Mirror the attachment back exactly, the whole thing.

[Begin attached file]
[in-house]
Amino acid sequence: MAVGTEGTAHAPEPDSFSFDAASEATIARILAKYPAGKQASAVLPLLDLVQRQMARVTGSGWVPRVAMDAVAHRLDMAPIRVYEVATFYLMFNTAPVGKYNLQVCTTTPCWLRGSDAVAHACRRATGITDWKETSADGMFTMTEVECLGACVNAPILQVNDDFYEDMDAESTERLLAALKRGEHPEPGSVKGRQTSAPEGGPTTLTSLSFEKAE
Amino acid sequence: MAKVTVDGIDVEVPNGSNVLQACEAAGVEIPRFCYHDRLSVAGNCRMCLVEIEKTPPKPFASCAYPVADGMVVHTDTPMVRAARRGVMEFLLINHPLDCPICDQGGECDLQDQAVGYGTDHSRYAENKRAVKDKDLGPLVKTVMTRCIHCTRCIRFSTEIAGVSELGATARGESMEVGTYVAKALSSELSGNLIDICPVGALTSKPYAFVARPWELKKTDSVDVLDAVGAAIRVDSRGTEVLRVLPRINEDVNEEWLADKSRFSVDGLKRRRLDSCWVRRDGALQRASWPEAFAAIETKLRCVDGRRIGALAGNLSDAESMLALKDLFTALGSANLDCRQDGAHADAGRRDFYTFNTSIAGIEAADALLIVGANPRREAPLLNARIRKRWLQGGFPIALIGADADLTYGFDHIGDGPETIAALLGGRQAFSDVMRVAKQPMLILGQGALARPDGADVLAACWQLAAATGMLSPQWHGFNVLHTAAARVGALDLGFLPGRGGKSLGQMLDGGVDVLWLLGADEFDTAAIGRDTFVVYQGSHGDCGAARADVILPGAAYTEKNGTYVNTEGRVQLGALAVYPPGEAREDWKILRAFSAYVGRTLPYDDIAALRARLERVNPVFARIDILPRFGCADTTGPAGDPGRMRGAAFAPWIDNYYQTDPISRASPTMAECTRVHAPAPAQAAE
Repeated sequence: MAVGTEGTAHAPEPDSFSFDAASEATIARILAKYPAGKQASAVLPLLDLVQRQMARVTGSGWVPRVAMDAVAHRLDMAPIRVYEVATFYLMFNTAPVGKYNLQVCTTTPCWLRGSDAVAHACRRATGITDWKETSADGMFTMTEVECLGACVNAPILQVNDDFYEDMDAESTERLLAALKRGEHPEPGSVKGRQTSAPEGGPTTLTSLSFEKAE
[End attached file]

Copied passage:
[in-house]
Amino acid sequence: MAVGTEGTAHAPEPDSFSFDAASEATIARILAKYPAGKQASAVLPLLDLVQRQMARVTGSGWVPRVAMDAVAHRLDMAPIRVYEVATFYLMFNTAPVGKYNLQVCTTTPCWLRGSDAVAHACRRATGITDWKETSADGMFTMTEVECLGACVNAPILQVNDDFYEDMDAESTERLLAALKRGEHPEPGSVKGRQTSAPEGGPTTLTSLSFEKAE
Amino acid sequence: MAKVTVDGIDVEVPNGSNVLQACEAAGVEIPRFCYHDRLSVAGNCRMCLVEIEKTPPKPFASCAYPVADGMVVHTDTPMVRAARRGVMEFLLINHPLDCPICDQGGECDLQDQAVGYGTDHSRYAENKRAVKDKDLGPLVKTVMTRCIHCTRCIRFSTEIAGVSELGATARGESMEVGTYVAKALSSELSGNLIDICPVGALTSKPYAFVARPWELKKTDSVDVLDAVGAAIRVDSRGTEVLRVLPRINEDVNEEWLADKSRFSVDGLKRRRLDSCWVRRDGALQRASWPEAFAAIETKLRCVDGRRIGALAGNLSDAESMLALKDLFTALGSANLDCRQDGAHADAGRRDFYTFNTSIAGIEAADALLIVGANPRREAPLLNARIRKRWLQGGFPIALIGADADLTYGFDHIGDGPETIAALLGGRQAFSDVMRVAKQPMLILGQGALARPDGADVLAACWQLAAATGMLSPQWHGFNVLHTAAARVGALDLGFLPGRGGKSLGQMLDGGVDVLWLLGADEFDTAAIGRDTFVVYQGSHGDCGAARADVILPGAAYTEKNGTYVNTEGRVQLGALAVYPPGEAREDWKILRAFSAYVGRTLPYDDIAALRARLERVNPVFARIDILPRFGCADTTGPAGDPGRMRGAAFAPWIDNYYQTDPISRASPTMAECTRVHAPAPAQAAE
Repeated sequence: MAVGTEGTAHAPEPDSFSFDAASEATIARILAKYPAGKQASAVLPLLDLVQRQMARVTGSGWVPRVAMDAVAHRLDMAPIRVYEVATFYLMFNTAPVGKYNLQVCTTTPCWLRGSDAVAHACRRATGITDWKETSADGMFTMTEVECLGACVNAPILQVNDDFYEDMDAESTERLLAALKRGEHPEPGSVKGRQTSAPEGGPTTLTSLSFEKAE